But this is very much still an emerging industry, and the amount of specialists in it is far outweighed by the need for more specialists. While there are many programs that have been instituted in order to cultivate new cryptographers to join the burgeoning industry, Mastercard has gone one further and funded a program that works to encourage girls to develop skills in emerging technologies.

The company’s STEM program, Girls4Tech, recently appeared for the first time at the USA Science and Engineering Festival hoping to inspire the next generation of young women to achieve in the field of cryptography. When asked about the company’s goals with Girls4Tech, Dana Lorberg, executive vice president of Operations and Technology at MasterCard, explained:

“Cryptography and cybersecurity are crucial fields…but finding women in them is like finding unicorns.”

Quantum Cryptography Race Is On

While we looked earlier at the efforts being made to improve the security of user-data and online activity as it is defined today, the sides are currently being drawn up in a bigger conflict supposedly set to take place in the near future. The field of action will be quantum computing and all existing data will be in play. The use of quantum and super computers could potentially allow bad actors to penetrate and compromise even the most sensitive and highly protected networks.

With national and financial security at stake, countries around the world are racing to develop quantum cryptographic means of protecting sensitive data. As a means of dealing with the emerging threat posed by this kind of next-level computing, the National Institute of Standards and Technology has started a Post-Quantum Cryptography program that asks participants to create a set of algorithms that are quantum resistant.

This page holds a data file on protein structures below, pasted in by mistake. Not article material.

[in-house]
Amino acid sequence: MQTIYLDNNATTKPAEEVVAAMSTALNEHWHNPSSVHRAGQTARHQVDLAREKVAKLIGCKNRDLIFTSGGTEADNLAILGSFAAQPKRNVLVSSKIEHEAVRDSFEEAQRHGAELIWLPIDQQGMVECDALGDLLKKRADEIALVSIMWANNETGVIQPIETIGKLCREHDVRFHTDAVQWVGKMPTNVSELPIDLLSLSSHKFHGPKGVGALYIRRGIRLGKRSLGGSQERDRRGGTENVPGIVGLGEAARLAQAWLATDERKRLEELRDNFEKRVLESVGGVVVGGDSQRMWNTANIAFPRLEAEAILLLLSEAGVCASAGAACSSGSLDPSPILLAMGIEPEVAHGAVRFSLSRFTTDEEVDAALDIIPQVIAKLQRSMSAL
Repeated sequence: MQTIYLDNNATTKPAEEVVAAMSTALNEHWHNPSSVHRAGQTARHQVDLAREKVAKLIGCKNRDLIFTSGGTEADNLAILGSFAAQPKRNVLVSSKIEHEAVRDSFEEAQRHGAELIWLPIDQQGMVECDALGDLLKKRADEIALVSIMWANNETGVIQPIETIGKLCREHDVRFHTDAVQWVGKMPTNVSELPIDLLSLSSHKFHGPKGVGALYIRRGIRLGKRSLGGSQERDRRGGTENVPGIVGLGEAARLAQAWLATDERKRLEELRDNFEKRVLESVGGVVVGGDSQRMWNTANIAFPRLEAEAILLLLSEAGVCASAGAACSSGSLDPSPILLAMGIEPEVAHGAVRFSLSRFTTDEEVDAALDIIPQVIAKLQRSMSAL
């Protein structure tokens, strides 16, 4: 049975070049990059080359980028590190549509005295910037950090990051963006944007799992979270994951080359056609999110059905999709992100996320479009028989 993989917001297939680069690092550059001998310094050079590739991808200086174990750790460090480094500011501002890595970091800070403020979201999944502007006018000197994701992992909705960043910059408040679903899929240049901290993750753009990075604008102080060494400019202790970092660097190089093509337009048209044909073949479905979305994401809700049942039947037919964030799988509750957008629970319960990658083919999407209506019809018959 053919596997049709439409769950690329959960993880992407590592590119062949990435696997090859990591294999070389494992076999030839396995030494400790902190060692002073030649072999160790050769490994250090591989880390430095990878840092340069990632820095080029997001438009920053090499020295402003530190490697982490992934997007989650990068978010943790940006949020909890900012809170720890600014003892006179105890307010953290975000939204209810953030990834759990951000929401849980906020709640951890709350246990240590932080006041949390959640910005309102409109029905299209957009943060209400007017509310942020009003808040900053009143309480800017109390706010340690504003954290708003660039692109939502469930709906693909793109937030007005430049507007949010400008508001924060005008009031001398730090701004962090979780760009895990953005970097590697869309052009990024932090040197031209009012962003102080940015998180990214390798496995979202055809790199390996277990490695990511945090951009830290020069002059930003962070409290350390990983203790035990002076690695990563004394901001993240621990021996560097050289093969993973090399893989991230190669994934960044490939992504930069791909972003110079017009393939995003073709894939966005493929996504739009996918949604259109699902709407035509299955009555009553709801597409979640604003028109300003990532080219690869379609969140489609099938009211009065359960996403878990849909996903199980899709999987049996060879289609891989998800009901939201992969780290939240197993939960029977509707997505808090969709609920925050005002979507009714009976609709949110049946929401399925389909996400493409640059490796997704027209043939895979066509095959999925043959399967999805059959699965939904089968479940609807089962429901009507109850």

The timeframe laid out in most projections looks to the dawn of the next age of computing to come in about ten years. The processors that will be released will operate on qubits—photons, neutrons, protons, and electrons—rather than the ones and zeros of today’s machines. With America and China leading the race to quantum, the axis of online power and all facets of online life are likely to shift in accordance with the outcome.

Altcoin News, Bitcoin News, Blockchain News, Cryptocurrency News, Guest Posts
Maria Konash
Author: Max Hasselhoff

Max was born at the end of 80s in Frankfurt, Germany. He studied engineering and telecom at university, and had internships in the US and UK. At the same time, he was coding on the side in С++ and scripting languages. After entering the Bytecoin team in 2016 as a technical support engineer, he rose through the ranks and now works as an integration engineer. Max is collecting vintage gaming consoles and loves English literature.